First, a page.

Lisa’s Story

I think the happiest and most appreciative people in this world are the ones who have experienced trials and tribulations. And the reason for that is they know the greatest emotion of all….HOPE!

The above passage was Lisa Ross Parker’s journal entry for August 24th, 2001. Less than seven weeks later, she passed away after complications from a bone marrow transplant at the age of 33. During her six-month bout with leukemia, she battled the disease with unbelievable courage, and with very little thought of her own plight. While at Vanderbilt for extended hospital stays, her primary concern was for her animals at home and the welfare of her fellow patients who weren’t as fortunate to be surrounded by friends and family. In the room next to Lisa was a patient with three small children, but because of his family’s financial struggles, his wife and children couldn’t afford to be in Nashville while he underwent treatment. Lisa could hardly bear the thought that he was always alone in his room. She always talked of her plans after her transplant to provide assistance for patients and their families as their lives are turned upside down by this devastating diagnosis. That is the basic mission for this foundation.

Lisa graduated from Adamsville High School in 1986 and attended Middle Tennessee State University where she graduated with a degree in marketing in 1990. She was a member and captain of the MTSU cheerleaders and worked as a camp director in the summers for the International Cheerleading Foundation. At the time of her death, she was a sales and service representative with First Guaranty Companies, based in Dallas, Texas. With her sales territory covering many states, she was always meeting new people. The common thought among everyone that knew and interacted with Lisa was her true “love for living”.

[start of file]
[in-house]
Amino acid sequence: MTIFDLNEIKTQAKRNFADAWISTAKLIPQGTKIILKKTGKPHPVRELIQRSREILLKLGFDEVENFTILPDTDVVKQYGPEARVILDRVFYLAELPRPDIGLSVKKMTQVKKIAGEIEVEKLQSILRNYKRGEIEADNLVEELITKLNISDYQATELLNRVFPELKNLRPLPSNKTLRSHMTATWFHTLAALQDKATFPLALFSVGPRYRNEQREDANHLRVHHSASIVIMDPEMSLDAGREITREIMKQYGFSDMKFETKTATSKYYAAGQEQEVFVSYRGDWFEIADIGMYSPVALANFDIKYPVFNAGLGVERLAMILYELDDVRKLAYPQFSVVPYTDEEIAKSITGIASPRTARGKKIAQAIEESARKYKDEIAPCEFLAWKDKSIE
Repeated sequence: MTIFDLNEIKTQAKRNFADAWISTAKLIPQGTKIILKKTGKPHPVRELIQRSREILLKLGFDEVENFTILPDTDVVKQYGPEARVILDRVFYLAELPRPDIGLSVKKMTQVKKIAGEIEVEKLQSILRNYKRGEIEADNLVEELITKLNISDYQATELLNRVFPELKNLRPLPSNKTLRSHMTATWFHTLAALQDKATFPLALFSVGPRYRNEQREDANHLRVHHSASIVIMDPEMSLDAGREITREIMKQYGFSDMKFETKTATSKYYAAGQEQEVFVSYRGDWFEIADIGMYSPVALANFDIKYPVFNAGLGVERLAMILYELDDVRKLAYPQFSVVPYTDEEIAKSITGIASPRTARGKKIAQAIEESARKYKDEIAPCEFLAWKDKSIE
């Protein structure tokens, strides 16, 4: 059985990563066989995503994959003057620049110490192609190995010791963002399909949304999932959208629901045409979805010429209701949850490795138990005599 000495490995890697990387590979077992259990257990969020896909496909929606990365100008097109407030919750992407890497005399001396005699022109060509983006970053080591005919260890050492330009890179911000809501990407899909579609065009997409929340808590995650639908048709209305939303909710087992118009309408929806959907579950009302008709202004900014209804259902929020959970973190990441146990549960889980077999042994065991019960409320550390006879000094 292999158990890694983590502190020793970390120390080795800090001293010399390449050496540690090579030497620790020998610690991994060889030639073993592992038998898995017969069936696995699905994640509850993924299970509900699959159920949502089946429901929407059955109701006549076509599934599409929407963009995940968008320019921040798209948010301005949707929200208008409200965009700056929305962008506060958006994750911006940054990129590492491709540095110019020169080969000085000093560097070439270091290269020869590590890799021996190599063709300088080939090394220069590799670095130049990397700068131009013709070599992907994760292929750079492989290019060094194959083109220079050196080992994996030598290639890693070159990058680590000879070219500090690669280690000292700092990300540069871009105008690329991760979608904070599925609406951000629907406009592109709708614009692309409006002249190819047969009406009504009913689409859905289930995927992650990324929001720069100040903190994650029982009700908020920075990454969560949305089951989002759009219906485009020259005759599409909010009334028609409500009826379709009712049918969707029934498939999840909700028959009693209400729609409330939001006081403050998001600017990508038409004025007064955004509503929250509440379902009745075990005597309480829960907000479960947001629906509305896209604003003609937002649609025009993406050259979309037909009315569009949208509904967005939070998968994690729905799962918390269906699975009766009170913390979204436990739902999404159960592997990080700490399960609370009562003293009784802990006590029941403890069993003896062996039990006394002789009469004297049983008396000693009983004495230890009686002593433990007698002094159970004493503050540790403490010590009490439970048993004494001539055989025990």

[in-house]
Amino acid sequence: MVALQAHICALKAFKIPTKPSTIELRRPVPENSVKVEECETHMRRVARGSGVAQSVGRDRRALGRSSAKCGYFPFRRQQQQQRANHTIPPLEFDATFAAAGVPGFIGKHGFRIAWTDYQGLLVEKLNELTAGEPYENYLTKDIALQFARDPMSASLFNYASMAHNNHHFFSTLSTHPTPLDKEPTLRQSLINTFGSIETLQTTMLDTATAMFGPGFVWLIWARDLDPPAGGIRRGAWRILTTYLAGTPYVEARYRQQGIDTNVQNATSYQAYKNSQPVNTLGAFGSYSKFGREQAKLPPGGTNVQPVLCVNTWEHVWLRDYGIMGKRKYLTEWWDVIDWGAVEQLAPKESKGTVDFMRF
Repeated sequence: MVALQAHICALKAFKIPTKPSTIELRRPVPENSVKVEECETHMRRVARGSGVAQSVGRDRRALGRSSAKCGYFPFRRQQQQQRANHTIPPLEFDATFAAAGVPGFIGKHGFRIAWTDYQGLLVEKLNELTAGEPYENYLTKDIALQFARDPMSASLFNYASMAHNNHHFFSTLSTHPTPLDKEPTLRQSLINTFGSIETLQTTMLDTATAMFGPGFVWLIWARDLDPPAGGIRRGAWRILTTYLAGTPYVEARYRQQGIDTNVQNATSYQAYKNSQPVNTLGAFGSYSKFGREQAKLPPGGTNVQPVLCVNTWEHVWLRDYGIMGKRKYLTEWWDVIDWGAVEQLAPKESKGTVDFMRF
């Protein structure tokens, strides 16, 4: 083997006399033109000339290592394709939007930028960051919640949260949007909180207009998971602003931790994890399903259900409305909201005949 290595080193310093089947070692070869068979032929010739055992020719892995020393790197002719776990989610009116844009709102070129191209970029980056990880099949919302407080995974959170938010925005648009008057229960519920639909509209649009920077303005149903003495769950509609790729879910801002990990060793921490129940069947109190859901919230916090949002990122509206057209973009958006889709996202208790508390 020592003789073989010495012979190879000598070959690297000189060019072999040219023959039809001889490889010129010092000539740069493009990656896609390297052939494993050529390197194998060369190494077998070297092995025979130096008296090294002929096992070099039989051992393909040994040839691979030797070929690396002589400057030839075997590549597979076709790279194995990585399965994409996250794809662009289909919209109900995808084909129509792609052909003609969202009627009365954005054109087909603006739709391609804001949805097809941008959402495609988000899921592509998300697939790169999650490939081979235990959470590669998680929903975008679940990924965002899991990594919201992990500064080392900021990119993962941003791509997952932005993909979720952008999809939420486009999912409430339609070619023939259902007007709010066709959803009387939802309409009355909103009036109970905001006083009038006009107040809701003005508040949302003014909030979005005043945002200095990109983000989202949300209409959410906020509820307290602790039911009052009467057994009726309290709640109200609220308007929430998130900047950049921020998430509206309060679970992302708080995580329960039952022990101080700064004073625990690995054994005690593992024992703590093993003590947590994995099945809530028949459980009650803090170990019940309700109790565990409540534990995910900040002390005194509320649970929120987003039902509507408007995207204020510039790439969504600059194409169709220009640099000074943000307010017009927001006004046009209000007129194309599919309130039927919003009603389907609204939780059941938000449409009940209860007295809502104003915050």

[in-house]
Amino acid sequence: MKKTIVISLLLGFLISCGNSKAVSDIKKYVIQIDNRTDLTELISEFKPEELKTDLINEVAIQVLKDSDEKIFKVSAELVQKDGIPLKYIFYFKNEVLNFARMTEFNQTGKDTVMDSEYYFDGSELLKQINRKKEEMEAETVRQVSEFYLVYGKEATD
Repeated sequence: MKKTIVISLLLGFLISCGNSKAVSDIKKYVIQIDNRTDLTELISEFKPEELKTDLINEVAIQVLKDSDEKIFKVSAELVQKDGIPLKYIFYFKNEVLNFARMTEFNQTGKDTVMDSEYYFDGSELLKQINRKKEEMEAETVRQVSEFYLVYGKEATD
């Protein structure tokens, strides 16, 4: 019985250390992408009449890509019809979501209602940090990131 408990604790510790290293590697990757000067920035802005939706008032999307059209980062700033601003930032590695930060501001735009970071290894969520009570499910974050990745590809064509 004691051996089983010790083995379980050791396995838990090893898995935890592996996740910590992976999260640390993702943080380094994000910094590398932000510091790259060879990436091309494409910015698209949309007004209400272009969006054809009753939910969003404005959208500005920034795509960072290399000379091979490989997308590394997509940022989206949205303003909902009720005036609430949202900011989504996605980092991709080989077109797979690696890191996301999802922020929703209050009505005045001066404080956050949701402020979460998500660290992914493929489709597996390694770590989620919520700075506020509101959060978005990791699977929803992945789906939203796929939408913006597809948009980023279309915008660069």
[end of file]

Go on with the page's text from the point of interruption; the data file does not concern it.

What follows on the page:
Lisa was a big believer in having a positive mental attitude no matter the circumstances. She learned in her last few months not to take anything for granted. As her sister, Janet, pushed her down the hall from her last radiation treatment, she wanted to stop and look out the window. It was a beautiful day and she said to always look at little things like flowers and sunsets. She said there were so many things that she would never take for granted again. That’s a lesson that we can all continue to learn from her.

She was also an avid animal lover and volunteered her time and resources for the local animal shelters. She believed every animal deserved a fighting chance. Lisa was the kind of person that would catch, not kill, an insect in the house and put it back outside. One of the best-loved animal memories with Lisa occurred on a stormy afternoon with Lisa on her way to a big business meeting. While driving to her meeting in a torrential down pour, dressed in a suit and heels, she saw a turtle trying to cross a busy highway. She immediately pulled the car over and got out to move the turtle. She showed up at her meeting drenched to say the least but satisfied that a life had been saved.

She was the most courageous, most inspiring and most refreshing person that most of us will ever know. For those of you who knew her, I’m sure you’ll agree she would be very proud of the plans to honor her memory and spread HOPE to those who need it most.